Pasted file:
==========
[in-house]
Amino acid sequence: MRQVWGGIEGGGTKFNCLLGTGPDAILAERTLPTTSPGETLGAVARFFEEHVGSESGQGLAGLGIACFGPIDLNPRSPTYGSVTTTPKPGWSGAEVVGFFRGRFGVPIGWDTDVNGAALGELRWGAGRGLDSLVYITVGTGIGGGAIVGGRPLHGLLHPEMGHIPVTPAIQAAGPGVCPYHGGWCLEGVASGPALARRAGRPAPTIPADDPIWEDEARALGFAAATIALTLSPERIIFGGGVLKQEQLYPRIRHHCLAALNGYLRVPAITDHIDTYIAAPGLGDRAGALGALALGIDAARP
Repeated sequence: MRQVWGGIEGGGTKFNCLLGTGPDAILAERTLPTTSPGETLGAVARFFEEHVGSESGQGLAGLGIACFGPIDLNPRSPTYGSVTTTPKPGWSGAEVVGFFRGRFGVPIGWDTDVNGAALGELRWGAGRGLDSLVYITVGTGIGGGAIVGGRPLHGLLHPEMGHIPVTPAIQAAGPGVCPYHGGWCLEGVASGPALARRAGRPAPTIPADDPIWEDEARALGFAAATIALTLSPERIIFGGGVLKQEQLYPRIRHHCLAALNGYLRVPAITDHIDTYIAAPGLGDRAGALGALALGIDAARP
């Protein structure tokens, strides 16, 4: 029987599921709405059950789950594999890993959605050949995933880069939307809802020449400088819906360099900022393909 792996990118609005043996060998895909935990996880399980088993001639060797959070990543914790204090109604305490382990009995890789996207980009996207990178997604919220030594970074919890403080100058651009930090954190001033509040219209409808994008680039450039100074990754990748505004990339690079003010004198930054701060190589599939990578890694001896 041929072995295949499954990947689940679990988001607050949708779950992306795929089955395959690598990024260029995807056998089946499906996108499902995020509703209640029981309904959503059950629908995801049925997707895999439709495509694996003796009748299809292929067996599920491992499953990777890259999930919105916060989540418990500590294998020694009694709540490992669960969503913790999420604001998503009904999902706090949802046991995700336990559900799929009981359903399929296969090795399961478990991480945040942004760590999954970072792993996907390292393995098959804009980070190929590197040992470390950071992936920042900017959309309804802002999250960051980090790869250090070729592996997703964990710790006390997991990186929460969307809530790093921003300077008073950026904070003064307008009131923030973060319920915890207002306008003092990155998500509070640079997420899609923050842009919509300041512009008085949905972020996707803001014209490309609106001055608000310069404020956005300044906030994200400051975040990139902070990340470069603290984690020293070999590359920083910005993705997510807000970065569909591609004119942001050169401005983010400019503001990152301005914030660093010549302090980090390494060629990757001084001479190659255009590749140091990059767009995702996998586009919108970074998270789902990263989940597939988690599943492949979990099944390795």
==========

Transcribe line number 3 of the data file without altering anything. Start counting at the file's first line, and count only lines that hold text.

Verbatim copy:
Repeated sequence: MRQVWGGIEGGGTKFNCLLGTGPDAILAERTLPTTSPGETLGAVARFFEEHVGSESGQGLAGLGIACFGPIDLNPRSPTYGSVTTTPKPGWSGAEVVGFFRGRFGVPIGWDTDVNGAALGELRWGAGRGLDSLVYITVGTGIGGGAIVGGRPLHGLLHPEMGHIPVTPAIQAAGPGVCPYHGGWCLEGVASGPALARRAGRPAPTIPADDPIWEDEARALGFAAATIALTLSPERIIFGGGVLKQEQLYPRIRHHCLAALNGYLRVPAITDHIDTYIAAPGLGDRAGALGALALGIDAARP